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US economic momentum expected to spill over into construction industry

World Cement,

The Portland Cement Association has forecast strong growth rates for the construction industry in 2013 and an increase in cement consumption too. According to the association’s predictions, Improvements in the underlying economic fundamentals, the existence of large pent-up demand balances, and the diminishment of economic fiscal cliff uncertainty will all combine to the benefit of cement.

The details of this latest PCA forecast specify that there will be an 8.1% growth in cement consumption in 2013, significantly higher than the tepid growth projected in the association’s previous report. The upward revisions reflect adjustments made in light of the recent fiscal cliff accord, recognition of stronger economic momentum, and markedly more optimistic assessments regarding residential construction activity. The January report marked 2012 consumption at 78.5 million t, an 8.9% increase on the 2011 figure.

PCA Chief Economist, Ed Sullivan, said, "Growth in 2013 cement consumption will be largely driven by gains in residential construction. Housing starts should reach nearly 950 000 units, with single-family construction near 700 000 starts during 2013. We should see starts hitting the one million mark in 2014 or 2015."

Sullivan did caution, however, that 1Q13 would actually show declines compared to the same period in 2012, saying, "It is important to point out that this potential decline in first quarter growth rates does not signal a weakening in market fundamentals, but rather a hangover from favorable 2012 weather conditions. Stronger gains in cement consumption growth are expected during the second quarter."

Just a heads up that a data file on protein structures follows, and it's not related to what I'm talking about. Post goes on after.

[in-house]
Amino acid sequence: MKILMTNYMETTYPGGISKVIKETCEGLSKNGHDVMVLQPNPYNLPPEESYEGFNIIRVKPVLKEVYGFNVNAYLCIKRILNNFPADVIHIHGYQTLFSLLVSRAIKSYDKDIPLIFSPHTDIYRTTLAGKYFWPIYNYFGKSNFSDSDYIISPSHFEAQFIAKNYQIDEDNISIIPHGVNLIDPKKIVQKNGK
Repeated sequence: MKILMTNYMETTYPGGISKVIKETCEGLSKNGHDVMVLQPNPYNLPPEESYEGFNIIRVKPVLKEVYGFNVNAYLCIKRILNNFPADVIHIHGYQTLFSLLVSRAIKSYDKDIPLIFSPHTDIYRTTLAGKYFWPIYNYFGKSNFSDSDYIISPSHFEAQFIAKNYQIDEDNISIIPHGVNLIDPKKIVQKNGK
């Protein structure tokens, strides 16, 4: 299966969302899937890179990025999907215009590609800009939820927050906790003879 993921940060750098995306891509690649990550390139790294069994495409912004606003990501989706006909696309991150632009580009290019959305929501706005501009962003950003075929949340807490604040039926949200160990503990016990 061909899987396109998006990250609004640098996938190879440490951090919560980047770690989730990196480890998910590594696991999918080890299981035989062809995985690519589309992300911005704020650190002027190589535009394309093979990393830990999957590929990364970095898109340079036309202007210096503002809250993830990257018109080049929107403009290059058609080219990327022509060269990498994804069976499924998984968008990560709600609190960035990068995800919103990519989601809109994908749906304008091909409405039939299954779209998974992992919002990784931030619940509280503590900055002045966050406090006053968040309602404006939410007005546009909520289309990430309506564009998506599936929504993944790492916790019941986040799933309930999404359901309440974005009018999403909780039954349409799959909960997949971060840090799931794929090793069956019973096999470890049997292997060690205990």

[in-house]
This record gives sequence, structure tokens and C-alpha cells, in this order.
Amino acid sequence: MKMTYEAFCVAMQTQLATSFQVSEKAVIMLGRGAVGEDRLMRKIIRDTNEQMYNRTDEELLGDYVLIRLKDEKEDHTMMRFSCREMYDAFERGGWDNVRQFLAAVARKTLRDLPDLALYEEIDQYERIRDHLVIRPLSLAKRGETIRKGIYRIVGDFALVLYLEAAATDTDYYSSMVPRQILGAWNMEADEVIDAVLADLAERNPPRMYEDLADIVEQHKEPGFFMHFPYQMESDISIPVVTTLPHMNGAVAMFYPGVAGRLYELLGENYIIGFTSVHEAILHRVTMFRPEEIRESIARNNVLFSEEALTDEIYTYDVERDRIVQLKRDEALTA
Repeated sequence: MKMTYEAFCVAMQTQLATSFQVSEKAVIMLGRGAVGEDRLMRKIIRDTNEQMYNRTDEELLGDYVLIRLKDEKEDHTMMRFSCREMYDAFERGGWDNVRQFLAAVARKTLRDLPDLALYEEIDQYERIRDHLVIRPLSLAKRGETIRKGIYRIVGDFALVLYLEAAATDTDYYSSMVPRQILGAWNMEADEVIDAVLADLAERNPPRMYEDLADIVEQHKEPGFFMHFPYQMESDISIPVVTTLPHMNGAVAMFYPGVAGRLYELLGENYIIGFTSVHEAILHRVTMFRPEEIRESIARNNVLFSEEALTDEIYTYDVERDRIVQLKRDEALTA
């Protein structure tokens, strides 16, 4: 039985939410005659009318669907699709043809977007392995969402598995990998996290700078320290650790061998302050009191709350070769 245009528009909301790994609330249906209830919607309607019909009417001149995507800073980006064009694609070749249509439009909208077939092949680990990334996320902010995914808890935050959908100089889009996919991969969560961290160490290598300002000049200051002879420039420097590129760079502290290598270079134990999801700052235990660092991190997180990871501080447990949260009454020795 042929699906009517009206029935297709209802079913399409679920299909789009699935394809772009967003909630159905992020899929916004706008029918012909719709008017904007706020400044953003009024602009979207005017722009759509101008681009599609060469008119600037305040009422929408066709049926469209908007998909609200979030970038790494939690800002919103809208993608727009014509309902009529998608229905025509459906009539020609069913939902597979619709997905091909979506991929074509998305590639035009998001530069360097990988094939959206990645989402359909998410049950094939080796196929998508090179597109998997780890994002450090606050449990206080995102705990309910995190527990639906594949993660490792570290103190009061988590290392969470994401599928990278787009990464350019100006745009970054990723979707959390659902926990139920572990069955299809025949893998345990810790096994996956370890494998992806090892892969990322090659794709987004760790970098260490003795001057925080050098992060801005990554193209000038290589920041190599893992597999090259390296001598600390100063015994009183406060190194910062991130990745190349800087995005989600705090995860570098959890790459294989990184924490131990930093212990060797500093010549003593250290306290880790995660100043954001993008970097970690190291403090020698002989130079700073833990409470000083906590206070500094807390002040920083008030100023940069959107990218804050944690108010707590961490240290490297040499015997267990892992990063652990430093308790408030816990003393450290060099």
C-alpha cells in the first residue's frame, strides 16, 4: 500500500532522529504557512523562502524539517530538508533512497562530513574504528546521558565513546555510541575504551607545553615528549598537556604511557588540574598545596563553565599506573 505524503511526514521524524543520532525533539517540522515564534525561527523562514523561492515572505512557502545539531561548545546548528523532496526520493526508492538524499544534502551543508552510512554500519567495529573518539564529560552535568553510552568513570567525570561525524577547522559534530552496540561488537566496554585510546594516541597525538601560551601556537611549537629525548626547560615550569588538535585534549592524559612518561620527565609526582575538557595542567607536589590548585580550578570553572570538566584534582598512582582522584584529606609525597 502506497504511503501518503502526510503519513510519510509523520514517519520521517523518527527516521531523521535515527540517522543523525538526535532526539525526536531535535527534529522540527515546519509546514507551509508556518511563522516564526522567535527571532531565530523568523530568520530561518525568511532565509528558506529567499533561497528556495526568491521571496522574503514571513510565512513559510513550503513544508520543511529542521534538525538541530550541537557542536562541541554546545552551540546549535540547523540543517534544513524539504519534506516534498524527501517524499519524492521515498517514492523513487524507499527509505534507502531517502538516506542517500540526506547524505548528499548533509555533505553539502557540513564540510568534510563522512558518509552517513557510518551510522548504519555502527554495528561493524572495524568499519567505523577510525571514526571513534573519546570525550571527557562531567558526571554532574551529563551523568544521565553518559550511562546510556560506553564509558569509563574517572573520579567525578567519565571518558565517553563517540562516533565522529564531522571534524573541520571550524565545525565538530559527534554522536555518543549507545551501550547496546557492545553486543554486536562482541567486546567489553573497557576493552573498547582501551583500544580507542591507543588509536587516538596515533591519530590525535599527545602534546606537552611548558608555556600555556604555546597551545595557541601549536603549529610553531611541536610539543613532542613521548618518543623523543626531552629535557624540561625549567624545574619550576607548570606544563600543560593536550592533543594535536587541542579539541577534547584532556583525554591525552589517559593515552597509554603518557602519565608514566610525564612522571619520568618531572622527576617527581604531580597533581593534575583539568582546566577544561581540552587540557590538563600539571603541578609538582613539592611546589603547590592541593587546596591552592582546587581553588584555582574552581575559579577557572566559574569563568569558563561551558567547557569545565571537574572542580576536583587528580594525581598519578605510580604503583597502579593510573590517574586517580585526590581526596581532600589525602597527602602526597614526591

The accelerated consumption predicted during 2H13 should carry into the following year. PCA projects an increase of 8.3% percent for 2014.

PCA also upwardly revised its long-range projections for 2015 – 2017. Annual growth during that period is expected to rise as high as 9.2%. Cement consumption is dictated by the level of construction activity and by the prevailing cement intensity. While 2017 cement intensity levels remain well below the pre-recession averages and upside risks remain, these risks have been significantly reduced.

Adapted from press release by Jack Davidson.

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